Source Gatestone Institute

NEW YORK, US: "Reset!" That was the magic word often used during US Secretary of State Antony Blinken's first visit to Africa, with the message that "years of neglect" under the Trump administration were over and that the Biden presidency would see a new golden dawn in US relations with the turbulent continent. At the time, few people remembered that Hillary Clinton had used the "reset" cliché about US-Russia relations during the first Obama administration.

But if it took Clinton's reset ten years to prove to be a dangerous illusion, Blinken's reset has turned out to be another monumental gaffe within less than two years. To be sure, the Biden administration did the usual diplomatic charade by organizing a US-Africa summit, providing countless photo-ops coupled with fantastic promises. Washington went even further by sending an expeditionary force to Niger to wipe out "terrorist groups" in the Sahel with the help of French and other European Union forces.

Since then, however, the "reset" has worked against the strategic interests of the US and its European allies. Four of the Sahel countries have experienced military coups that have brought anti-West generals, their chests covered with sundry medals, to power. 

Gabon, not far from the Sahel, has also seen regime change brought about by what looks like a palace coup. In all the countries concerned, Russian flags and insignia of the mercenary army Wagner Group have appeared in "spontaneous" anti-West demonstrations in support of the putschists.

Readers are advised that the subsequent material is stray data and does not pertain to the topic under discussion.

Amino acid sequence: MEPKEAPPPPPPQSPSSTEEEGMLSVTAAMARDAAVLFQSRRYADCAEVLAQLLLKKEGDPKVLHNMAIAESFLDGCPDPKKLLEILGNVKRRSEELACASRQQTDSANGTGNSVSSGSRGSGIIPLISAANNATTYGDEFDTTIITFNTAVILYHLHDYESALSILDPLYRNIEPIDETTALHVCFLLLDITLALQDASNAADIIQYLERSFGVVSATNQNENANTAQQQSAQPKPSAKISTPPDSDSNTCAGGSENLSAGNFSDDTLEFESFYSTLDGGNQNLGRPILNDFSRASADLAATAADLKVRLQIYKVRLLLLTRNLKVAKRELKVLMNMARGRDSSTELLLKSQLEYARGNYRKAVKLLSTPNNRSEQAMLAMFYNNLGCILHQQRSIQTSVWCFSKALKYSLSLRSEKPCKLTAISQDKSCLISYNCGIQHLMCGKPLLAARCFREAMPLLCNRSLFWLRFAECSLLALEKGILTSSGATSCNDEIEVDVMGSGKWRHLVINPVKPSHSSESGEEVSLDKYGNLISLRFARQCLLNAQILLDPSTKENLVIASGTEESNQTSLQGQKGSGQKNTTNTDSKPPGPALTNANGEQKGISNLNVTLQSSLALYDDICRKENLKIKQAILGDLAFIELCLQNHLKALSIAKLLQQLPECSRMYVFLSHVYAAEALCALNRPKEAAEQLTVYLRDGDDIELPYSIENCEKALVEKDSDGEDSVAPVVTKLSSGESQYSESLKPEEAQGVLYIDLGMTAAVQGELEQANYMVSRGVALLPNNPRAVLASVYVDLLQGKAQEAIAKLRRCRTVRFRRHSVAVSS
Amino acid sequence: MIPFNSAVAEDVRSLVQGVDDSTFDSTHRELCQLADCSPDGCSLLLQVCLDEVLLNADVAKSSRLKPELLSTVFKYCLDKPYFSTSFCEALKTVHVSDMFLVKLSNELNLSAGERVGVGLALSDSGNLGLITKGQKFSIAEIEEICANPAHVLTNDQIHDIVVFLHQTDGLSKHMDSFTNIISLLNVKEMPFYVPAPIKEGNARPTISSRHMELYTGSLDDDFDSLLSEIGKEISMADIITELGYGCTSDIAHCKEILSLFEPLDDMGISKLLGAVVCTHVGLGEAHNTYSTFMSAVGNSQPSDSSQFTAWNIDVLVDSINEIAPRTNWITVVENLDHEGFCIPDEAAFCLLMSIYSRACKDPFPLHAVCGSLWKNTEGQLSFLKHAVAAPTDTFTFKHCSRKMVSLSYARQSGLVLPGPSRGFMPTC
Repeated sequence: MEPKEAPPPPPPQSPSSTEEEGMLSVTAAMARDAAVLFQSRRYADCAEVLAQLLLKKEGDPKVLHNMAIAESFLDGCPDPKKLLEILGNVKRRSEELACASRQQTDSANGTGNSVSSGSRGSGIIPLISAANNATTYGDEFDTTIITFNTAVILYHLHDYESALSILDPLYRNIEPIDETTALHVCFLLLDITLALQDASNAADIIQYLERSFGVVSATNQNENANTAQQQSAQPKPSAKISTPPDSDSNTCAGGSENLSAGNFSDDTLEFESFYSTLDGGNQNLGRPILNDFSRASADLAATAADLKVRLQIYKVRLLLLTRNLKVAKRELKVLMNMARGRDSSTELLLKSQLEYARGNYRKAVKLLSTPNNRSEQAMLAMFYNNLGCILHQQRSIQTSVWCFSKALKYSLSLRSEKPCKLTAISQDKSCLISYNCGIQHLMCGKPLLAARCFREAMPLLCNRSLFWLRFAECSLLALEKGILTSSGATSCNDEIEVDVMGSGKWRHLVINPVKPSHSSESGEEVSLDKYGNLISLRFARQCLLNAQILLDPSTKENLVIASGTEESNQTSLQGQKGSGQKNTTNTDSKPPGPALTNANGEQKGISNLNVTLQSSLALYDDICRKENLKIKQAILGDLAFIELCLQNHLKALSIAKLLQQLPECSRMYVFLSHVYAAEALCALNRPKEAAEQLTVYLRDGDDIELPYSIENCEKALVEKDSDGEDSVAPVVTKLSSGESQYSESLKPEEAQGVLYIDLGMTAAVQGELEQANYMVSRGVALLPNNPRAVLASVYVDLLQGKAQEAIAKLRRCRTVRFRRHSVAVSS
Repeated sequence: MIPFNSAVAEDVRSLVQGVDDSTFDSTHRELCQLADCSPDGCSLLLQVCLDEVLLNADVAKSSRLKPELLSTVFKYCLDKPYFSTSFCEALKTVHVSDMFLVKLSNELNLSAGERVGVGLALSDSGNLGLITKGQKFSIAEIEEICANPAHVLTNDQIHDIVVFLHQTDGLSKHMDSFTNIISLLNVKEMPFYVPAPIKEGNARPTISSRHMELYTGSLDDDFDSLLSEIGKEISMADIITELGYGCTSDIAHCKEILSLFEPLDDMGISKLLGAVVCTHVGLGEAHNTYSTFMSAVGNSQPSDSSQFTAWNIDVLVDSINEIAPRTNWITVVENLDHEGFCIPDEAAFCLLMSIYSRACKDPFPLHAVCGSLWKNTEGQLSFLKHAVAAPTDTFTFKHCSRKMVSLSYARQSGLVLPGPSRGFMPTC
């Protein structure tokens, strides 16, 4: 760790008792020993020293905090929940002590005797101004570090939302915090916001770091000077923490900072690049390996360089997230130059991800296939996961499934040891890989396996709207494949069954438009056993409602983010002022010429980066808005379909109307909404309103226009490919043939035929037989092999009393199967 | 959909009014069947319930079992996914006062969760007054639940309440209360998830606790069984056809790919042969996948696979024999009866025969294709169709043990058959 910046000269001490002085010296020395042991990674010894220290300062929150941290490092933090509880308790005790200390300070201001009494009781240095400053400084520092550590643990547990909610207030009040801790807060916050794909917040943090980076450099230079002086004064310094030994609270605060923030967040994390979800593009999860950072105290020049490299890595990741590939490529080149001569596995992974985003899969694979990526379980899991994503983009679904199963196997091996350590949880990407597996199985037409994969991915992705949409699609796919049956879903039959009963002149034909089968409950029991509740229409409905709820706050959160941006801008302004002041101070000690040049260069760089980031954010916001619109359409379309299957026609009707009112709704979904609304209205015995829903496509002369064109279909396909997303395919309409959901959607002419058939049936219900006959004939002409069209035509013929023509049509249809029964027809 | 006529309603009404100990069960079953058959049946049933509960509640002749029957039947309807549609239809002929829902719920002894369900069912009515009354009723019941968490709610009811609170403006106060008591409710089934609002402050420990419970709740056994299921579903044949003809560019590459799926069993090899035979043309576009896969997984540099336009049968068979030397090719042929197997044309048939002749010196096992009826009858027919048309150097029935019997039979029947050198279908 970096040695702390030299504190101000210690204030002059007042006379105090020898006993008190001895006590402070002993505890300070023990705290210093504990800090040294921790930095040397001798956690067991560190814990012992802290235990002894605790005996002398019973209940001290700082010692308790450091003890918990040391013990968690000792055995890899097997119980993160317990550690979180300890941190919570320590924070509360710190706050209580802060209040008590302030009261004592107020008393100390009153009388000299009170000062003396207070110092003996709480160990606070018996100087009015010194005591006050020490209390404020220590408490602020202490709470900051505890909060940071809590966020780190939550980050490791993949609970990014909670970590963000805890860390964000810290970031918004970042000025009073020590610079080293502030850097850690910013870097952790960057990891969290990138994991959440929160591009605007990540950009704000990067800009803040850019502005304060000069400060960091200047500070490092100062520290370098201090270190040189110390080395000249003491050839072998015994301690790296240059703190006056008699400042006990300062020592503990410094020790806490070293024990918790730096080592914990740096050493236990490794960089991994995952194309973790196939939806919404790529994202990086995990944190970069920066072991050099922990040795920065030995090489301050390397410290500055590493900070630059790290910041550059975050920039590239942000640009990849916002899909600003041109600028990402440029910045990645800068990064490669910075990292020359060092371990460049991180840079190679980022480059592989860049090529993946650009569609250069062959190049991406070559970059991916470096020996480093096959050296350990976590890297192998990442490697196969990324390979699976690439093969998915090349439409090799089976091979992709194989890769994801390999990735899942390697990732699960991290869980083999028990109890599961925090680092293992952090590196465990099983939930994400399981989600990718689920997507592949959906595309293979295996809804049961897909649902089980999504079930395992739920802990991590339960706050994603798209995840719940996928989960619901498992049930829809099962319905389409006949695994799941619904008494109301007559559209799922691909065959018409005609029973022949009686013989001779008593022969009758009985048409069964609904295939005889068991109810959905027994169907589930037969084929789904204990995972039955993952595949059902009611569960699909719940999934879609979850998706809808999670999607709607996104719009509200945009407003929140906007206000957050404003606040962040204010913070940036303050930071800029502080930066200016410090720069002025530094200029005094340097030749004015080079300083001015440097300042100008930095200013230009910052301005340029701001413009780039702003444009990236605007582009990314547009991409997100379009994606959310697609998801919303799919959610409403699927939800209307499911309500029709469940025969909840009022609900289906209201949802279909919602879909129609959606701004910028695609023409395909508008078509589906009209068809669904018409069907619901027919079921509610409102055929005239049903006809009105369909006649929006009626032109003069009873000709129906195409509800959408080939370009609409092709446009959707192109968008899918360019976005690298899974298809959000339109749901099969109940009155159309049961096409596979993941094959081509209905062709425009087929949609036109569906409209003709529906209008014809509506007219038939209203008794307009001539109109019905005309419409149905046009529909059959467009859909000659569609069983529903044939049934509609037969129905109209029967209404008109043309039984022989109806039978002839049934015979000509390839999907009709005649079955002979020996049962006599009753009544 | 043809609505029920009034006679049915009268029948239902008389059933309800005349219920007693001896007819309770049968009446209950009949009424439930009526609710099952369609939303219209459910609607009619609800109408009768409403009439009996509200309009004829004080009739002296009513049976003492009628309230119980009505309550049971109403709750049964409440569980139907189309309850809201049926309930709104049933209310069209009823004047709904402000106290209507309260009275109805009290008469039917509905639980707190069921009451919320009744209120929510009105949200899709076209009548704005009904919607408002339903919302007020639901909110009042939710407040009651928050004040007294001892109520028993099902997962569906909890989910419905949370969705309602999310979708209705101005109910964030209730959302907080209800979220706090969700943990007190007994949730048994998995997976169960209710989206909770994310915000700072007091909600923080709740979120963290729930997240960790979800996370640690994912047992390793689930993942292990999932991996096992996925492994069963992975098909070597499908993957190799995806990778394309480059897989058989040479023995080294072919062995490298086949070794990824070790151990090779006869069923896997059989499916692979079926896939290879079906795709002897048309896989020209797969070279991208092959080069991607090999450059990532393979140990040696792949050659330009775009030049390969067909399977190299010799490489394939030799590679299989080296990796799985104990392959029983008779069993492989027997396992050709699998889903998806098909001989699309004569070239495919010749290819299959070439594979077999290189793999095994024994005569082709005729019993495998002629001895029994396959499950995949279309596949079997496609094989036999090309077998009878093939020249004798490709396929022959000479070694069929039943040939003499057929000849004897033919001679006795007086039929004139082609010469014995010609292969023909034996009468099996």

If seasoned Africa-watchers are right, at least eight other nations in the continent may also experience military coups within the next year or two.

The current United Nations General Assembly session, held in New York, has turned the flashlights on Africa as the latest scene of big power rivalry with China, Russia, France and the US and, on a smaller scale Turkey, trying to expand their influence or at least protect what influence they already have. 
French diplomats are passing the message that the world may need an international conference to set diplomatic demarcation lines in Africa. This sounds like a cry back to the Berlin Conference of 1884-1885, when European colonial powers divided the "black continent" among themselves, with the US given a morsel in the shape of Liberia, a state created by Washington in the hope of persuading African-Americans to "return home".

Today, Africa is no longer a mere object in its own history. Two generations after independence -- an independence marked by many failures and yet inspiring pride and hope among Africans -- it is no longer possible for "big powers" to play the game according to their own rules. Africa today is seen both as a threat and a promise. 
The supposed threat comes from its demographic explosion that could send endless numbers of would-be immigrants not only to Europe but also to the Middle East. Parts of the continent are also becoming havens for a variety of terrorist, or as Obama would have it "violent extremist," groups replacing the badlands of Afghanistan and war-torn Syria.

The promise comes from Africa's immense and largely untapped natural resources. The continent accounts for around 16 percent of the world's population but has some 60 percent of the arable land on the planet.